June 2011- Steel Industry Continues to Face Economic Challenges!
As we move towards the end of the second quarter of 2011, the steel industry continues to face economic challenges while remaining in an upward growth trend.
The steel industry is inextricably linked to trends in the greater economy, and is in part affected by general trends. The general domestic economy continues its choppy road towards recovery, although it continues to be plagued by setbacks and lack of consumer confidence. While most economists are certain that the economy is gradually and steadily improving, consumer confidence in May 2011 registered the lowest reading in six months and continues to stay well below the typical reading that signals a healthy level of consumer confidence. Consumer spending, which accounts for a major portion of the general US economy, has been lower in part due to insecurities about labor and income prospects. At the same time, housing prices fell to their lowest levels since 2002 as the housing industry battles an oversupply of foreclosed homes and tighter credit lending. Even as the general economy improves, albeit slowly, the construction and housing industries weigh heavily on associated sectors.
The steel industry is also dealing with its specific challenges. On May 26, 2011, industry and congressional leaders met to discuss the state of the steel industry at a meeting of the Congressional Steel Caucus. Recurring positions taking by steel executives regarded a desire to see increased support for capital infrastructure spending as well as increased tariff protection against foreign steel. Executives seemed particularly challenged by what they termed “dumping” and “unfair competition” from government-subsidized companies, as well as purposefully undervalued foreign currency that promotes export to the US. In general, however, steel executives are expecting revenue to rise for the rest of 2011.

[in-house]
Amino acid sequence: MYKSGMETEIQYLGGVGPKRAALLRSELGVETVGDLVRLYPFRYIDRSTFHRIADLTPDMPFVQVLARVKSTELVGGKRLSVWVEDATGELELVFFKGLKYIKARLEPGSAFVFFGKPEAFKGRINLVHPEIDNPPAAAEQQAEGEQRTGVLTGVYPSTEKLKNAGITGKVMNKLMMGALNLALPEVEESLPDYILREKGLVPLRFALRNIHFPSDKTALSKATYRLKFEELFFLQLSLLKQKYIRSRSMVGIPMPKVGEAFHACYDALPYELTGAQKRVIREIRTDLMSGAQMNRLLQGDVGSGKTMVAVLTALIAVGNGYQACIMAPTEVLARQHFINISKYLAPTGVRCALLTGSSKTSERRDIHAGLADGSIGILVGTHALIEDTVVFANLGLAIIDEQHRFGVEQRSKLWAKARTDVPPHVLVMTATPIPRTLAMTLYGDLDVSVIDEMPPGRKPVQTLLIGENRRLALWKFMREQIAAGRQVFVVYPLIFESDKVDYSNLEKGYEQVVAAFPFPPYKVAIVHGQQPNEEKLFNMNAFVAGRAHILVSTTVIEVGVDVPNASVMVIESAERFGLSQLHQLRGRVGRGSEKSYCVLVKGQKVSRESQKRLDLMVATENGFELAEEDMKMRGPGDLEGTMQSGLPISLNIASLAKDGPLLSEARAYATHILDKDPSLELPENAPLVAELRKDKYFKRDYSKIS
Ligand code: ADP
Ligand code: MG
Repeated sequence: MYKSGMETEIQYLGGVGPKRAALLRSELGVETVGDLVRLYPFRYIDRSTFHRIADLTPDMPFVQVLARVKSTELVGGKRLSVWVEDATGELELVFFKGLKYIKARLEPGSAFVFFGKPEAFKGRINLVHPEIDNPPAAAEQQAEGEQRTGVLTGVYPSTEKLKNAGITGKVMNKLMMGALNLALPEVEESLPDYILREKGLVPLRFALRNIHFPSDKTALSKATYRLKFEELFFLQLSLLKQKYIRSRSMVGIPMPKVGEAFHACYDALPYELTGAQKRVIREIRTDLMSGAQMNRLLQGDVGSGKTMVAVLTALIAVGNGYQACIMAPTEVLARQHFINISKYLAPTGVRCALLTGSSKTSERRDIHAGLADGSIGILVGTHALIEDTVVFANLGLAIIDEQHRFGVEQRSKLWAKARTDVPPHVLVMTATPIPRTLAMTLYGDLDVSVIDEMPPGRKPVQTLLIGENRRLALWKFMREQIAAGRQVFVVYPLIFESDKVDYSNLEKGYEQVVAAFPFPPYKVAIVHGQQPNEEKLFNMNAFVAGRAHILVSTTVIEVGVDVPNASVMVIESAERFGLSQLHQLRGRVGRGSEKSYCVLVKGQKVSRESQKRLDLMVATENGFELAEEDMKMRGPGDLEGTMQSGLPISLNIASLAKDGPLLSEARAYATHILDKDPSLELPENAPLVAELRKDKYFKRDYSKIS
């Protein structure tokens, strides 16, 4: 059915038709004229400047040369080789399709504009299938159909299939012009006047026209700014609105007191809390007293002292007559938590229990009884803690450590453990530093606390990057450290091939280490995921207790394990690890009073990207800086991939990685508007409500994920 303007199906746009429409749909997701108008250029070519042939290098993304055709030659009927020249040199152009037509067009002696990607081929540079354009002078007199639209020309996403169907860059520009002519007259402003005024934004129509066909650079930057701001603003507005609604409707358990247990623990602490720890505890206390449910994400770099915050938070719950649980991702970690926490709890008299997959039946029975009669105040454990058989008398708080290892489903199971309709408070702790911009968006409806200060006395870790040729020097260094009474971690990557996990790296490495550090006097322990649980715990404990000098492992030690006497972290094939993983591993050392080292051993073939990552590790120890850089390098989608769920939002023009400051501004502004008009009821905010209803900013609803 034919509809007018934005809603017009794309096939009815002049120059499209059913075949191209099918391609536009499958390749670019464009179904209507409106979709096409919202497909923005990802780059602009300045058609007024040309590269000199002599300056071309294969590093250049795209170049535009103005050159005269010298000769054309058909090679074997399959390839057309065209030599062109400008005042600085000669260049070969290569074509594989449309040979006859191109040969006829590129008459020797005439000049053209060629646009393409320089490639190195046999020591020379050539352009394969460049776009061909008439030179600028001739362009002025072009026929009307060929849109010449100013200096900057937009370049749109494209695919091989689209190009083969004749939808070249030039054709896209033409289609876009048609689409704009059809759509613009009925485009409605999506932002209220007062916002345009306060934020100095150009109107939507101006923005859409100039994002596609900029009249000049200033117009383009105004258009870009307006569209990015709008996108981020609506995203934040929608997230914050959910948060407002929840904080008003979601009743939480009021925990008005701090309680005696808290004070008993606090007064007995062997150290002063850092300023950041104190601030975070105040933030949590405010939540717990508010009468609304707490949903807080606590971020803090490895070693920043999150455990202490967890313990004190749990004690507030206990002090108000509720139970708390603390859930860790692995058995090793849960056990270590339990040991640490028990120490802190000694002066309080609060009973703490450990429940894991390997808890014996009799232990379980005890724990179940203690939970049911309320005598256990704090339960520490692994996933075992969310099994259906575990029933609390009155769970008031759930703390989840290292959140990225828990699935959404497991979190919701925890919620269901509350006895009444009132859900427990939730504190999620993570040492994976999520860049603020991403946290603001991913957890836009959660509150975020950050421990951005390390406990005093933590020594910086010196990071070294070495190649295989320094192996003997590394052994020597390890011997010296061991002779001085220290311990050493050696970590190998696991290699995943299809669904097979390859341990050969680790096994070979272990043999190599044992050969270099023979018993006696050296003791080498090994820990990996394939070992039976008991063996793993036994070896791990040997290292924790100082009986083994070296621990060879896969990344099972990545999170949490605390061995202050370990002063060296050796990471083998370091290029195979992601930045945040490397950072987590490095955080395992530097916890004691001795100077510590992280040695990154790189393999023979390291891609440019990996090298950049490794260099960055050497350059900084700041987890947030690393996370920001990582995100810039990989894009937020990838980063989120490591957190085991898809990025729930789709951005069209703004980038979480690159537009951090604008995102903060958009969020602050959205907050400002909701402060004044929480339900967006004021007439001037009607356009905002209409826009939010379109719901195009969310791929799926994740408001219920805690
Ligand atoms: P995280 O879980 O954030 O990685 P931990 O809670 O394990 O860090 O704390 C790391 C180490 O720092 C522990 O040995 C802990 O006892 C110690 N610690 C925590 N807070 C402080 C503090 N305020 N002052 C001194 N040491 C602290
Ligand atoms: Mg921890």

The steel executives’ prediction for 2011 is matched by the US Geological Survey Metal, Institute for Supply Management and the Boston Consulting Group’s newest reports. The US Geological Survey summary, published for May 20, 2011, signals continued growth, although data suggests that growth may happen at a slower rate than in the first part of 2011. The report signals that while geopolitical unrest in the Middle East and North Africa has affected global trade and markets, domestic manufacturing seems strong enough to sustain demand. This analysis is seconded by a new report from ISM, which forecasts increased manufacturing growth as well as possibly higher prices through the end of 2011. Additionally, a study recently came out that expects the next five years could constitute a “manufacturing renaissance” as rising costs of labor abroad cancel out the savings found in producing goods abroad. Such a revitalization of domestic manufacturing would poise the steel industry to see renewed growth and demand.
As the economy slowly but steadily heads towards recovery, Rolled Steel is working hard to monitor market conditions and evaluate inventory position and availability. We are looking forward to remaining your supplier of choice as the economy continues to recover.